Throughout the next day, Jan and Crispin helped participants design their projects, select papers and choose fonts. My project was to print a pair of my own poems in chapbook format. I’d designed a tall, narrow page; I’d picked a typeface, Goudy Old Style, and paper, Cortlea Ivory. I planned to stamp an ornament into black cover stock, stitch the booklet with linen thread and wrap it in a jacket of moss green Canson Ivy paper.
Jan, who does all of the press work for the company, demonstrated the printing process on the 1850 Albion hand press, one of the oldest presses in the Elsteds’ collection. The Albion is about seven feet tall and made of cast iron. It has two vertical columns connected by a crosspiece that supports a heavy press head above the press bed, essentially a waist-high metal shelf on rails. You turn a crank to roll the press bed out from under the press head, and then hinge aside a two-layer “sandwich”—the tympan (a padded piece of cloth that will hold a sheet of paper), and frisket (a metal frame that will secure the paper and mask off sections of the page)—so that the forme can be locked into place on the press bed.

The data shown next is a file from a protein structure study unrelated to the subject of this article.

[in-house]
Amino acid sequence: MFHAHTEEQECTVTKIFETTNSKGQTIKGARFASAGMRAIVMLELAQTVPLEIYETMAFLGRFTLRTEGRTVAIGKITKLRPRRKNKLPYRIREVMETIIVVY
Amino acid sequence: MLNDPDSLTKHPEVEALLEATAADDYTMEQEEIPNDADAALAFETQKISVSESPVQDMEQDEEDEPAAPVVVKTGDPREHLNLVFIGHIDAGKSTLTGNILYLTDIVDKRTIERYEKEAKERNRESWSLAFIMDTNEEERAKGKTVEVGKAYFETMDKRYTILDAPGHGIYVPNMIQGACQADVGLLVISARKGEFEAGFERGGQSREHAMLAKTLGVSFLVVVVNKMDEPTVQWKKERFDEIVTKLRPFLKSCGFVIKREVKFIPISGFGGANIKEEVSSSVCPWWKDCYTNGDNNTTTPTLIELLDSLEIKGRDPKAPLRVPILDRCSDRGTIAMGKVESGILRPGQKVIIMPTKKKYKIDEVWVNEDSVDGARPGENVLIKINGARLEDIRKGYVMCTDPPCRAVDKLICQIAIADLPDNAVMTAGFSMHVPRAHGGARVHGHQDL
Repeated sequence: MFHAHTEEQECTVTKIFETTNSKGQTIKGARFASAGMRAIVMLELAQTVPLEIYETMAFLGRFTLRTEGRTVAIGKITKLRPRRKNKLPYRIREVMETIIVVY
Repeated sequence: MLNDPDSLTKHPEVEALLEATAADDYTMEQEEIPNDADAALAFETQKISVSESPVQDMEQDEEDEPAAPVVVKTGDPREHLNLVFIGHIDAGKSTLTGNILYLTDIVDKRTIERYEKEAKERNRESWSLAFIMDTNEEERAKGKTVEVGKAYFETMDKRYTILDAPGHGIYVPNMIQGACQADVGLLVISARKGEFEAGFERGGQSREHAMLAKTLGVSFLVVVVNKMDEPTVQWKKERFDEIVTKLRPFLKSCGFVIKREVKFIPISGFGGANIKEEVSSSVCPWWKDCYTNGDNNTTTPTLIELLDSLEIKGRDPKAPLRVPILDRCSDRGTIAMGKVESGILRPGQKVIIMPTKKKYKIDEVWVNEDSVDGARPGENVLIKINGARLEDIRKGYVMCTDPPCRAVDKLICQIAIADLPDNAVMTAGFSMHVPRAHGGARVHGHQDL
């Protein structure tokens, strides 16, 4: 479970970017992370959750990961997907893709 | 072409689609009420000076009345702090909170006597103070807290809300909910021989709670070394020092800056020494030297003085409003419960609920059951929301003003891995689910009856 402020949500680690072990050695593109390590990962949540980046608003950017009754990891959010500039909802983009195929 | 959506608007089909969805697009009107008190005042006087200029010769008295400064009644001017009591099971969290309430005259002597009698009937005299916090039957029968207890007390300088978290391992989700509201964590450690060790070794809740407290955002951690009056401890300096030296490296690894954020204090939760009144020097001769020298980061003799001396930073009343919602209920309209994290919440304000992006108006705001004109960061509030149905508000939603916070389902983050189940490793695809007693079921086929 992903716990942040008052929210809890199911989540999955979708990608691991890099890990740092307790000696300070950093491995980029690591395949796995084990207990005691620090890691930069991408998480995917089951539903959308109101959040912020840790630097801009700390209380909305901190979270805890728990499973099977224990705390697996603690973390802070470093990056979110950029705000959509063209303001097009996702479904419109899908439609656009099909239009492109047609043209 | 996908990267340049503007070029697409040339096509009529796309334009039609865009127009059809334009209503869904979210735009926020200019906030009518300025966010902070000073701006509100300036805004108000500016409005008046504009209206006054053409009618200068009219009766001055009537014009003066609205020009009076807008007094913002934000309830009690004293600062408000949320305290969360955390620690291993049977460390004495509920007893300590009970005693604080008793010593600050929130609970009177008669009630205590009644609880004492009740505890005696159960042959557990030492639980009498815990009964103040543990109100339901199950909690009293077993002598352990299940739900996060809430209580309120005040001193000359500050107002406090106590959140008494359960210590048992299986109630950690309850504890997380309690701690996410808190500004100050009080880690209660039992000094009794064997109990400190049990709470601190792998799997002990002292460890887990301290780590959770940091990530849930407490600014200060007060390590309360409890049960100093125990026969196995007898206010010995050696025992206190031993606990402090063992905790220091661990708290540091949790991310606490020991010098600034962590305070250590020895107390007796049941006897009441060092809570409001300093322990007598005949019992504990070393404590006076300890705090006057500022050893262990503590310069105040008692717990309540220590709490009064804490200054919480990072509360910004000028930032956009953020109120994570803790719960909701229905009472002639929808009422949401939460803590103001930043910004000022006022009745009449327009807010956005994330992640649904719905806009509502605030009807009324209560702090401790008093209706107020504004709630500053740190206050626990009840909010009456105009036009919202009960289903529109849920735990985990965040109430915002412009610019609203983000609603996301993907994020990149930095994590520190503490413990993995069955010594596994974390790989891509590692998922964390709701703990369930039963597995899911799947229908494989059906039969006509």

Jan scooped a dab of thick, oily black ink onto a metal spatula and plopped it onto a glass slab on a work table. She rolled a rubber brayer over the ink until it reached the proper “tackiness” (as gauged by feel and by ear) and then carefully ran the inked brayer over the forme prepared by Crispin, coating the letters with ink.
Then Jan positioned a sheet of paper on the tympan, hinged the frisket back into place, and then lowered the frisket and tympan onto the forme she had just covered with ink. She cranked the press bed back under the press head, and then pulled a metal lever to apply pressure—press head against tympan against paper against inked type. And then the same steps in reverse: release, roll out, unhinge, remove the printed sheet of paper and inspect it for imperfections. Finally, she set the page aside to dry.
Most of our time at the Elsteds’ workshop was spent assembling lines of type, composing pages, rolling ink and operating the press. I spent several late nights bent over the presses, and at the end of five days I held a completed chapbook in my hands.
The Elsteds have been operating Barbarian Press for more than thirty-five years. In that time they have done commercial work, such as stationery and cards, and fine press work, including broadsheets, pamphlets and forty books. They’ve published classic authors—William Shakespeare, Edmund Spenser, John Keats—and contemporary ones, such as Theresa Kishkan and Tim Bowling. They have created, and live, what might be called a handmade life, carrying on traditions and practices that have remained unchanged in their essentials since the fifteenth century, when Gutenberg modified a grape press in Mainz, Germany, and used it to print a bible. They are now among the most senior and respected members of a very small group of people worldwide (the Fine Press Book Association’s website lists just 118 member presses), people who have their own professional organizations, use their own arcane jargon and attend their own annual gatherings and book fairs. The Elsteds have also raised two children.